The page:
IOC Athletes’ Commission member and Olympian Kirsty Coventry takes us behind the scenes at the 8th IOC Athlete Career Programme (ACP) Forum in Beijing to highlight how the IOC and The Adecco Group are committed to helping athletes make a smooth career transition

Seven-time Olympic swimming medallist Kirsty Coventry is quite familiar with rising to the occasion in Beijing. It was something that the five-time Olympian from Zimbabwe accomplished as an athlete at the Olympic Games Beijing 2008 and once again last week, while attending the IOC Athlete Career Programme Forum.

National Olympic Committee representatives, Athletes’ Commission members, Olympians, coaches and career counselling experts from The Adecco Group convened in the Chinese capital – which will host the Olympic Winter Games in 2022 – at the 8th IOC Athlete Career Programme (ACP) Forum. This bi-annual two-day event was conducted in Asia for the first time.

Coventry, a member of the IOC Athletes’ Commission and the ACP Steering Committee, said that “open discussions” among participants were highly beneficial, moving the bar forward for the programme that was launched in 2005 and designed to assist Olympians with post-athletic career endeavours.

“What I liked was that the participants were really open and honest, and when everybody saw that it would be a truly open discussion, everybody decided to open up about the strengths, weaknesses and challenges of the programme,” said Coventry.

“Everybody learned a lot about each other, about what our role is as the IOC Athletes’ Commission and the challenges and opportunities we have with the ACP.”

Some 80 attendees gathered in Beijing to share best practices and discuss means and ways to equip and support athletes worldwide with their career development. Coventry said the primary objectives of the Forum were for ACP facilitators to ascertain how to “better accomplish delivery of the programme and how we can further our reach.”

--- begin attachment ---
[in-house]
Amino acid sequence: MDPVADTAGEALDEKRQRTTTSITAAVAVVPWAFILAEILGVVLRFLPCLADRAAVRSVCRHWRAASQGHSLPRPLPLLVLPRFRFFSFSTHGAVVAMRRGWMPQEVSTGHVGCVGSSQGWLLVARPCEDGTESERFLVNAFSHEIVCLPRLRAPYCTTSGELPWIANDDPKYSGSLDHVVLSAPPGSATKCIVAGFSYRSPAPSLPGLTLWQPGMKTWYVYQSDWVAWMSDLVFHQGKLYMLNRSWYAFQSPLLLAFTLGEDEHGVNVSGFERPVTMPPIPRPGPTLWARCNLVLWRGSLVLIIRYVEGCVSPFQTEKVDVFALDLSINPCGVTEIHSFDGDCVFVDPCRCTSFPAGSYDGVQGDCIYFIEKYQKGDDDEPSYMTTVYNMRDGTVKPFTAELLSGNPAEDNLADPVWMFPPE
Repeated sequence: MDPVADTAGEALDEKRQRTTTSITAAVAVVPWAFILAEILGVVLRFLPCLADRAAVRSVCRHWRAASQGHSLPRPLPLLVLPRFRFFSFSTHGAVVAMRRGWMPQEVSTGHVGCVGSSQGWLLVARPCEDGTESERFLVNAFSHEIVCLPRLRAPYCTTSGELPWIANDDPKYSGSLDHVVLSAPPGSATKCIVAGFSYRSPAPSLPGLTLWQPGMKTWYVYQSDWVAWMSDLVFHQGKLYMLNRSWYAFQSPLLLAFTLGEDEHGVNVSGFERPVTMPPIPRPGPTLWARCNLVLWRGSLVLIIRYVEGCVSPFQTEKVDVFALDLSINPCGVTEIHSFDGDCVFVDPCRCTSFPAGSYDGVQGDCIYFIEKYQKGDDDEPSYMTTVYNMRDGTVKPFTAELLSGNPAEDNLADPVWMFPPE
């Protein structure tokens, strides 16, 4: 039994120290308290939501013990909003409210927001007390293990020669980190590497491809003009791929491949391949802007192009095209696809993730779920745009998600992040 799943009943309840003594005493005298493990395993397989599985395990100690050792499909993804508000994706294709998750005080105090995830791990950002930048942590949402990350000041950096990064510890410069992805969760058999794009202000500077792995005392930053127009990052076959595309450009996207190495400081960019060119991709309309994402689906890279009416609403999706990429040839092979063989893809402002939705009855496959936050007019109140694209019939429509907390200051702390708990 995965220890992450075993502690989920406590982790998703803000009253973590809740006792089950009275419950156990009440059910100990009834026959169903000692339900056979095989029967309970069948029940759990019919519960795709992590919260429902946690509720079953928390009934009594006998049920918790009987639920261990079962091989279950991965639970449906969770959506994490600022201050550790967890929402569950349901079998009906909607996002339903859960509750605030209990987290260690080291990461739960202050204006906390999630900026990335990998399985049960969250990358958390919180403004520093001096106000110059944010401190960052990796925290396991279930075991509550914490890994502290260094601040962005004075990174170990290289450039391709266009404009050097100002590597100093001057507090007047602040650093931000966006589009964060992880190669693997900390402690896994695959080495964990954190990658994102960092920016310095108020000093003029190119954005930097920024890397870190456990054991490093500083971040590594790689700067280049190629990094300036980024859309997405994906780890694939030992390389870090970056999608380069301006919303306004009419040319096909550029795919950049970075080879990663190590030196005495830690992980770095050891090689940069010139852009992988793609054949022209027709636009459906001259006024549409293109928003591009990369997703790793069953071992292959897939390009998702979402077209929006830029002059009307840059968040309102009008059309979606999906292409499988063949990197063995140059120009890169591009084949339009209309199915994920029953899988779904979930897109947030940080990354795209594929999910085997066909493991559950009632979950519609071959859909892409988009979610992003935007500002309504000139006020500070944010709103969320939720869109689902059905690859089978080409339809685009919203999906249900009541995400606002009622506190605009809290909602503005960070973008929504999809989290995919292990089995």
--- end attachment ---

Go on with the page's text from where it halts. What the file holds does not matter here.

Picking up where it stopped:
The Zimbabwean swimming champion and IOC Member noted: “It was really great to see your big, strong nations that have the finances to hire ACP programme managers to understand more about the smaller NOCs that don’t have the resources and have to run the programme themselves.

“Everybody went home with a better understanding of how they can help each other, share best practices with each other and positive stories,” she said. “That to me was the most positive thing that came out of the Forum.”

Following three days of discussions and exchanges, the Forum participants also agreed new strategies and targets for the ACP in the coming years. These included increasing opportunities for athletes to obtain job placements, with the aim of achieving a minimum of 1,000 athlete placements by 2020, and the development of mentorship programmes for athletes preparing for their career transition. Other goals include the organisation of annual networking events, increased training opportunities and tailored programmes for local markets.

Coventry, who ended her own competitive swimming career last year, has seen first-hand how the ACP can benefit athletes and cited former IOC Athletes’ Commission chair Claudia Bokel and retired Croatian skier Ana Jelusic – who moderated the Forum – as examples of participants who have benefited directly from the programme.

She also noted that two specific initiatives of the ACP – one in which participants shadow a corporate CEO for a month and another that provides internship opportunities at the IOC – have received high marks from athletes who have taken part. Coventry added that she has seen substantial progress over the 12 years since the ACP was established by the IOC Athletes’ Commission in 2005.

“There are stories of athletes becoming successful entrepreneurs, doctors and lawyers, running NGOs and some athletes that studied to become lawyers, were qualified, and decided that they would rather coach. To hear stories of athletes who didn’t just back down and say, ‘This is what society expects of me’, but actually took a risk, probably like they did in their athletic careers. This to me was very inspiring,” she said.

Coventry, the most decorated Olympian from Africa with her seven medals, believes that the future of the programme remains bright.

«The programme has been really successful and having a partner like the Adecco Group has worked really well,” said the Zimbabwean. “Now the conversation is how do we strengthen the existing partnerships and create new partnerships and opportunities in places like Africa, so that the numbers can become more global.

Targeting athletes of all ages around the globe, the ACP has so far reached more than 35,000 athletes from over 185 countries. For more information about how the ACP can help you, visit here

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